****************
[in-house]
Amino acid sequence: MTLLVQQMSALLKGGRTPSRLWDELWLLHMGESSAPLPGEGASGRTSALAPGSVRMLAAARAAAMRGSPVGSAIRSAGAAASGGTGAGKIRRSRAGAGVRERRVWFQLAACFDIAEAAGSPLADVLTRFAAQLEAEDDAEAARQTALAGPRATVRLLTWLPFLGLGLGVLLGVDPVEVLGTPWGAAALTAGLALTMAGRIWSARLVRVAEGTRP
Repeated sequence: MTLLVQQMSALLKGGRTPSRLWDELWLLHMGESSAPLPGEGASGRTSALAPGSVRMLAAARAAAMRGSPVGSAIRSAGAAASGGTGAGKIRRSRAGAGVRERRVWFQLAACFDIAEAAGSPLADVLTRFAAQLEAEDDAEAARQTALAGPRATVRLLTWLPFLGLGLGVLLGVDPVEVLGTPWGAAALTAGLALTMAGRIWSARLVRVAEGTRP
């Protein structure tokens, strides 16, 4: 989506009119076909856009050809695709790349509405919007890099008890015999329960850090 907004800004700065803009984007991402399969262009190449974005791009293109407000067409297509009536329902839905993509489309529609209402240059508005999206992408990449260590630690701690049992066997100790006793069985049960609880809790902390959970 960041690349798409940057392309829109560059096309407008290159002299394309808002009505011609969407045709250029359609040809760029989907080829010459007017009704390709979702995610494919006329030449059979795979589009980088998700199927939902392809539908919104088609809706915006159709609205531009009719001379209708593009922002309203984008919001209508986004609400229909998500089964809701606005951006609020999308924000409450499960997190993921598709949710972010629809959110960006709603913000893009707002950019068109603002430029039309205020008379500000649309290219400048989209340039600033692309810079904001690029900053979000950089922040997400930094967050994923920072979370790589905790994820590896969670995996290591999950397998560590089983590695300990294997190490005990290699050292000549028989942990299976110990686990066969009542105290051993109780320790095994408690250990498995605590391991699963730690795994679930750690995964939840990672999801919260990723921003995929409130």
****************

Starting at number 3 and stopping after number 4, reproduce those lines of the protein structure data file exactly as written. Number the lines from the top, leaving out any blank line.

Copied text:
Repeated sequence: MTLLVQQMSALLKGGRTPSRLWDELWLLHMGESSAPLPGEGASGRTSALAPGSVRMLAAARAAAMRGSPVGSAIRSAGAAASGGTGAGKIRRSRAGAGVRERRVWFQLAACFDIAEAAGSPLADVLTRFAAQLEAEDDAEAARQTALAGPRATVRLLTWLPFLGLGLGVLLGVDPVEVLGTPWGAAALTAGLALTMAGRIWSARLVRVAEGTRP
């Protein structure tokens, strides 16, 4: 989506009119076909856009050809695709790349509405919007890099008890015999329960850090 907004800004700065803009984007991402399969262009190449974005791009293109407000067409297509009536329902839905993509489309529609209402240059508005999206992408990449260590630690701690049992066997100790006793069985049960609880809790902390959970 960041690349798409940057392309829109560059096309407008290159002299394309808002009505011609969407045709250029359609040809760029989907080829010459007017009704390709979702995610494919006329030449059979795979589009980088998700199927939902392809539908919104088609809706915006159709609205531009009719001379209708593009922002309203984008919001209508986004609400229909998500089964809701606005951006609020999308924000409450499960997190993921598709949710972010629809959110960006709603913000893009707002950019068109603002430029039309205020008379500000649309290219400048989209340039600033692309810079904001690029900053979000950089922040997400930094967050994923920072979370790589905790994820590896969670995996290591999950397998560590089983590695300990294997190490005990290699050292000549028989942990299976110990686990066969009542105290051993109780320790095994408690250990498995605590391991699963730690795994679930750690995964939840990672999801919260990723921003995929409130």